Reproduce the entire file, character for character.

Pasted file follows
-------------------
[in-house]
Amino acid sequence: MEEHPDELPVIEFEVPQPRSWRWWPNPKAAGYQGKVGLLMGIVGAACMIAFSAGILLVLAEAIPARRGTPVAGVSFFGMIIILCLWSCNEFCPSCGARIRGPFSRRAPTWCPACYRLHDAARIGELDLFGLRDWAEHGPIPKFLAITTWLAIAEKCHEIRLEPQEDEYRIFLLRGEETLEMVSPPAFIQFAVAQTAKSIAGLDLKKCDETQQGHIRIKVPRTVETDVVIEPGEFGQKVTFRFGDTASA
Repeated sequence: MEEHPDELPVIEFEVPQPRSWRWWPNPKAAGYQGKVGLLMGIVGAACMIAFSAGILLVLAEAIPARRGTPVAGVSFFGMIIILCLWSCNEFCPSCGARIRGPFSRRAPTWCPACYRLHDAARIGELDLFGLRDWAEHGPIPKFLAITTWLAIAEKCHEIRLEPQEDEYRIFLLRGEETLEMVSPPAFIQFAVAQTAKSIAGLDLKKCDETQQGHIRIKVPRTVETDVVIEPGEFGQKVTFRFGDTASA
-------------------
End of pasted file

[in-house]
Amino acid sequence: MEEHPDELPVIEFEVPQPRSWRWWPNPKAAGYQGKVGLLMGIVGAACMIAFSAGILLVLAEAIPARRGTPVAGVSFFGMIIILCLWSCNEFCPSCGARIRGPFSRRAPTWCPACYRLHDAARIGELDLFGLRDWAEHGPIPKFLAITTWLAIAEKCHEIRLEPQEDEYRIFLLRGEETLEMVSPPAFIQFAVAQTAKSIAGLDLKKCDETQQGHIRIKVPRTVETDVVIEPGEFGQKVTFRFGDTASA
Repeated sequence: MEEHPDELPVIEFEVPQPRSWRWWPNPKAAGYQGKVGLLMGIVGAACMIAFSAGILLVLAEAIPARRGTPVAGVSFFGMIIILCLWSCNEFCPSCGARIRGPFSRRAPTWCPACYRLHDAARIGELDLFGLRDWAEHGPIPKFLAITTWLAIAEKCHEIRLEPQEDEYRIFLLRGEETLEMVSPPAFIQFAVAQTAKSIAGLDLKKCDETQQGHIRIKVPRTVETDVVIEPGEFGQKVTFRFGDTASA